Making of Startupizer

Every software has a story behind it and so does Startupizer. In this post, we’ll write about the store behind the Startupizer - from the idea to launching in the Mac App Store!

Initial development

The idea and initial development started at the beginning of 2009 and first workable solution was finished in matter of a week or so. It wasn’t going to win any beauty contest, but it wasn’t meant this way. It was really just a quick solution that helped us manage our Login Items and allow us using our computers more productively. And it served it’s purpose for many months. In fact, it wasn’t until around the middle of 2009 when we though this kind of tool could be useful for other people too, and so the idea of creating shareware application was born.

The first idea was to simply “beautify” the user interface and release the app. But as the source code running it was really just quickly put together to solve immediate problem, we decided it won’t be able to provide stable platform out there “in the wild”. Originally Startupizer only included startup conditions based on modifier keys and time but we’ve had many more ideas for different startup criteria and existing code base certainly wouldn’t allow much extension. It wasn’t meant that way.

1.0, take 1, action!

So we went back to the drawing boards and prepared the list of different startup criteria we’d eventually like to implement. The list included modifier keys, time based criteria, power supply based criteria, delayed and dependent execution, internet access, handling daily, weekly and monthly cleanup jobs and more. Although this kind of swiss-army knife type of app would certainly appeal to greater range of users, it could also lead the project to premature halt due to it’s complexity and require effort for features that perhaps nobody would really use. Instead we decided to only include the first two features from above list for 1.0 release and then add more based on user feedback. This was something we needed most anyway, so even if nobody would want the app, we could still use it ourselves.

With feature set decided, we continued with first mockups of the user interface. At first we just played with our ideas inside Acorn to get basic layout of the main items list. Our initial idea was to have items grouped and each group have it’s set of startup conditions assigned. So all items of that group would start according to the conditions assigned to the group itself. Here’s one of the mockup images:

We also decided to have the items list implemented with a custom view using Core Animation, so that it would end in smooth user experience with subtle animations and all the rest of the goodies. And after some weeks of coding we finally had our first working solution ready. Here’s a screenshot of that UI, although taken a bit later on. The UI already includes startup conditions editor, although that’s not really usable and clicking the buttons wouldn’t result in any action, it’s there just to visualize how it would fit together at the end. In fact at this point we even didn’t implement editing of group names, hence the screenshot just features generic auto-assigned names:

Overall it was working nicely. The screenshot can’t show this, but the list was smoothly changing it’s state, for example when selection changed, it faded from one item to next etc.). But the code behind required to run all these whistles and bells, was getting more and more cluttered and after a while it was difficult to get consistent results. Sometimes items would just “hang in the air” instead of being listed in order. So we decided to refactor the code, cleanup things a bit and rethink the user experience.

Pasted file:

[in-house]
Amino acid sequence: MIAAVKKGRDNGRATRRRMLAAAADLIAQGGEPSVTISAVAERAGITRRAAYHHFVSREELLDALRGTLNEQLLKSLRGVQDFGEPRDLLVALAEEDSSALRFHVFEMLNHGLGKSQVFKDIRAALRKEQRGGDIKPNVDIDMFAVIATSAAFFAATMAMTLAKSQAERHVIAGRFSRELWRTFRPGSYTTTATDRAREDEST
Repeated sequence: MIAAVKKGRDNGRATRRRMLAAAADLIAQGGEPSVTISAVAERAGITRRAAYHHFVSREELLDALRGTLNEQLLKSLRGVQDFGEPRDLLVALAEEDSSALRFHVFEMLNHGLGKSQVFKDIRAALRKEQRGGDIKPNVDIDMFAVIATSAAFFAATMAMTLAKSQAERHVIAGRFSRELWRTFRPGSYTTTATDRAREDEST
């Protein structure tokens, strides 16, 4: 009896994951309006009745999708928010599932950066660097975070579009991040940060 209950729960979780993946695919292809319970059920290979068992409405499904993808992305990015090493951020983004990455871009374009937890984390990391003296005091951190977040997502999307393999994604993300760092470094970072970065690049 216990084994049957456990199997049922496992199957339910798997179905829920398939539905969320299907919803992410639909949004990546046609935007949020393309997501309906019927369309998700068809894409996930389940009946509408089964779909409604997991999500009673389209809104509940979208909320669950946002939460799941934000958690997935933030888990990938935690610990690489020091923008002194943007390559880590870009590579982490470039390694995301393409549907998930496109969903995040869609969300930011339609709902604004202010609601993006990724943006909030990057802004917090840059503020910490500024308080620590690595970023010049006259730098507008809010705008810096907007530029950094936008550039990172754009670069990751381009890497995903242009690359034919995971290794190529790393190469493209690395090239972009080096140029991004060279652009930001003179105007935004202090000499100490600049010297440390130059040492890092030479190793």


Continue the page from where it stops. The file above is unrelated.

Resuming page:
1.0, take 2

After giving more though of how the user is going to interact with the application, we decided to leave aside our Core Animation items view and start with simpler, standard tree view instead. This is something Mac users are familiar with, so it should be simpler to pick up the app. This alone marginally reduced the amount of code and we could instead focus on usability and getting lower level handling of items right. This soon lead to first fully workable version - somewhere in the middle of february 2010, after month and a half of work, we finally got a version which could replace our original concept application created more than a year ago. In fact, from that day on, we’ve started using Startupizer for our login items and haven’t stopped yet. Here are a couple of screenshots demonstrating various states of the application at that point:

Note that as above screenshots didn’t allow changing startup conditions, we had to manually tweak the values in the database and restart the app to have them accepted. But as Startupizer is kind of set-and-forget type of app, this was enough for us to test it for the time being.

The application was working fine but using it seemed to be a bit confusing. Especially using modal sheet for importing system items and having groups of items seemed counter intuitive. After thinking of various possibilities we decided to prepare a quick mockup using single flat list of items, with each item having it’s own set of startup conditions. This would result in much more flexible runtime behavior with arbitrary execution order regardless of startup criteria. We preferred the new way of handling and it also seemed much more intuitive, so we decided to restructure the application.

1.0, reloaded

The work started at the end of february 2010. Although we were happy with much of the code from previous incarnation, we anyway decided to start a fresh project and copy all the code we liked and reimplement the one that was being unnecessarily complex. It took somewhat more than a month and in the middle of april, the whole of the functionality of take 2 was implemented and from this point on, we could replace our trusty take 2 version as our login items handler. This time, startup conditions editor was actually live and we could tweak the values directly within the app - for the first time since the original concept app!